Despite the fact that I had to drive down to Bastrop on Friday to pick up a SIM card because none of the Best Buys here in Austin had them, the transition from Cricket to Google Fi on Saturday morning was rather painless. All told, took about 10 minutes to swap the SIM, activate the Google Fi app on my Nexus 5X phone, and 20 minutes to completely transition my phone number.
My Cricket subscription is now automatically cancelled, just a scant 3 days before the next month’s payment was due. It’s been a good run, but Cricket didn’t offer a tethering plan or international roaming for my bring-your-own-phone device. They refused to flip that tethering switch, saying “We don’t support that phone model.” Yet their parent company, AT&T, would’ve had no trouble doing the same if I was their direct customer. I signed up with Cricket over 12 years ago because I “didn’t want to be locked into a contract”, and now I’ve finally left, as if I had been in contract the whole time. I fear change, I guess.
Domestically, Google Fi leases service from a handful of mobile carriers (many mobile brands do this). The SIM contains the base minimum to connect to the T-Mobile network. The Fi app has an option to “Tune Your SIM Card for Best Coverage”, meaning it needs to consult Google’s systems to get the provisioning info for the other carriers so it can write them to the SIM. So sure, fine, yeah, I can be offline for a few minutes while it scans the mobile bands to test connectivity with each carrier. Luckily I had nobody calling me.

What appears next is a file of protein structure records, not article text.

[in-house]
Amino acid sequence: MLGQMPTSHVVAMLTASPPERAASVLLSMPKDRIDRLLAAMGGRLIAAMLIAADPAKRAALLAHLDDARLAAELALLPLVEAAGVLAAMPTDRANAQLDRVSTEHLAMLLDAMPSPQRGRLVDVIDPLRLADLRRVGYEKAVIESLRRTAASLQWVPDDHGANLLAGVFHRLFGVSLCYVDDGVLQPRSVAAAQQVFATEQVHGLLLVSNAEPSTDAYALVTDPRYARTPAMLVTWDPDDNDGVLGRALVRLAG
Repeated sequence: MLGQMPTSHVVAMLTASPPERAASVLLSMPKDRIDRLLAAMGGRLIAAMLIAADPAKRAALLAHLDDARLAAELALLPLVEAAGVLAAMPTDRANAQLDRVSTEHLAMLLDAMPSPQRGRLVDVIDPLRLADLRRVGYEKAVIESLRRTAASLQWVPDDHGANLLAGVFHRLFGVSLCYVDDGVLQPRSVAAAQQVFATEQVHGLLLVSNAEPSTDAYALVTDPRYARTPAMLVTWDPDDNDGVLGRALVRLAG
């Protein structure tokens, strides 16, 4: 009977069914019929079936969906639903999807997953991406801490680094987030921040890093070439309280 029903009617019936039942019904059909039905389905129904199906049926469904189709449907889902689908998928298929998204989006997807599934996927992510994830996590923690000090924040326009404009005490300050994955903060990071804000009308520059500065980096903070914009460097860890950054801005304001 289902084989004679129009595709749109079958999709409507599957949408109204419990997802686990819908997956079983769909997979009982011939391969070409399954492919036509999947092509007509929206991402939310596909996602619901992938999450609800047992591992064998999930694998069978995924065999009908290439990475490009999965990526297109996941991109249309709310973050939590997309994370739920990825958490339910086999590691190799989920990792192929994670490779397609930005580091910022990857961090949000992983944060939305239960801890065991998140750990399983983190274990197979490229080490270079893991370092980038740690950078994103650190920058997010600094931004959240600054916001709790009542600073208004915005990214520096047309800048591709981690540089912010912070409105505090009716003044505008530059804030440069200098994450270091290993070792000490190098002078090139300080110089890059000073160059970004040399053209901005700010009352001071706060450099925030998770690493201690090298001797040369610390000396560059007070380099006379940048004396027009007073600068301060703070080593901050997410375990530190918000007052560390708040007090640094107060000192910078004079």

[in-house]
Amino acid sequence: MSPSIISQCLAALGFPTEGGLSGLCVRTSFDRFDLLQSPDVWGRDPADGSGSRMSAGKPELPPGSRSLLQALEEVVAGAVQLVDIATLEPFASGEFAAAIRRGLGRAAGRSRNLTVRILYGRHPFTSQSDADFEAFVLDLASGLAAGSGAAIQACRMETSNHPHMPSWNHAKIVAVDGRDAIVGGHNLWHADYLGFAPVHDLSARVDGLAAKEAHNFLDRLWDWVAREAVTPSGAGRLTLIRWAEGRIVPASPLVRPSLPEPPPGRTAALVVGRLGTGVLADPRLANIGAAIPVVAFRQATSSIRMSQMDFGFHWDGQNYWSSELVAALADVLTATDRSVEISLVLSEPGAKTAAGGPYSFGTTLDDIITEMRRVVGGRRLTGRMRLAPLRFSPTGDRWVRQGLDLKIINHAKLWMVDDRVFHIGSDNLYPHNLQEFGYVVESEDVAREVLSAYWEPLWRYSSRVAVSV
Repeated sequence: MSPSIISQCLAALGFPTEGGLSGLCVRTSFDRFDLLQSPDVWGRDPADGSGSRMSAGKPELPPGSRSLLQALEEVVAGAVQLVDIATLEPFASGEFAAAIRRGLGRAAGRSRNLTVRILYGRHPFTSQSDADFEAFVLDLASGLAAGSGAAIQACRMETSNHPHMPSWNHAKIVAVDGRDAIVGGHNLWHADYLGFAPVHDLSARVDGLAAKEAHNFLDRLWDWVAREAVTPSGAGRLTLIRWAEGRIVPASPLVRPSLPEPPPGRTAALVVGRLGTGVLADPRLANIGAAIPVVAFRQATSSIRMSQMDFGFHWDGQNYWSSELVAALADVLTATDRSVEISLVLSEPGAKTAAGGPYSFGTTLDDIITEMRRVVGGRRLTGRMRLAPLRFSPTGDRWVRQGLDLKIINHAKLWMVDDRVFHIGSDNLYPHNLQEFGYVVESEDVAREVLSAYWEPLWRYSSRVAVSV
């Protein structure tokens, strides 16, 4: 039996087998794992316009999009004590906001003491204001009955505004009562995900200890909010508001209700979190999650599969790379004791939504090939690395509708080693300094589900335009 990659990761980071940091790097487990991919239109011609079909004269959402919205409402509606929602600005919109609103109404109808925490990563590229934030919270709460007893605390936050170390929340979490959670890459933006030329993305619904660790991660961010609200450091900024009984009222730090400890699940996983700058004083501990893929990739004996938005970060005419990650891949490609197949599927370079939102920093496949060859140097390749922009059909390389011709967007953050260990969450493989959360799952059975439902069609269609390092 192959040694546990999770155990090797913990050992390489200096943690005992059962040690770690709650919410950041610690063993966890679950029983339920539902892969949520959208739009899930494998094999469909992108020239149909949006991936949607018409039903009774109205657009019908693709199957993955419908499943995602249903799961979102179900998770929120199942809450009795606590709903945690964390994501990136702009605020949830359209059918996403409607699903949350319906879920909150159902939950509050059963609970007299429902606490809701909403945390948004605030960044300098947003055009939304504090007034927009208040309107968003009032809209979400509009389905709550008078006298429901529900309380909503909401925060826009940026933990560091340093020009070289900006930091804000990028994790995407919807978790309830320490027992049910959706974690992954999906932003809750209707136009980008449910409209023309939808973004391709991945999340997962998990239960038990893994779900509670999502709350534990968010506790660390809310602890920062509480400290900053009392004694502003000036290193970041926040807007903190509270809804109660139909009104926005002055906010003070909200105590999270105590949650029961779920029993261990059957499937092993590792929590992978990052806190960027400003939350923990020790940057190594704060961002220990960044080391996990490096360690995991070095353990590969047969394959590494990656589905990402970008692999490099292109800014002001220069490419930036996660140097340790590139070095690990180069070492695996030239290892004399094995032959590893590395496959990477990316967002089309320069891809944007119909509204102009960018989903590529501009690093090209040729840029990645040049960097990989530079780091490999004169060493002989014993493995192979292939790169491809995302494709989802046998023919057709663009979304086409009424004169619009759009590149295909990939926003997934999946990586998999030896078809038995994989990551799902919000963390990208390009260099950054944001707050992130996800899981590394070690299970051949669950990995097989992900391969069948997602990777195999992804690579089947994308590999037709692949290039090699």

The marketing literature says Fi’s data plan has built-in VPN. The fine print is that it’s only activated if you turn on “Automatically connect to high-quality public WiFi networks”, in which case it will tunnel your data plan through a VPN on whatever public WiFi your phone touches. This means the Google Fi app pulls down a database of the SSIDs and passwords of every WiFi hotspot Google’s learned about. That’s kinda troublesome from a trust standpoint, because you’re at the mercy of whatever crypto is used in this VPN, but that’s the nature of the beast if you’re dealing with Google.
Also, if you’re on WiFi, the plan defaults to WiFi calling. The call quality is fine as long as the WiFi isn’t saturated at whatever hotel, mall, arena, airport, or cafe you’re visiting, otherwise you’ll start buffering and having drops in your conversation. And if you leave that WiFi hotspot, prepare to have your audio disrupted for a few seconds while the phone transitions to GSM calling. So heads up.
Otherwise, the plan costs are about on par with Cricket (based on my usual monthly data usage), and they offer international roaming, which will prove essential here shortly.
More news later if something blows up.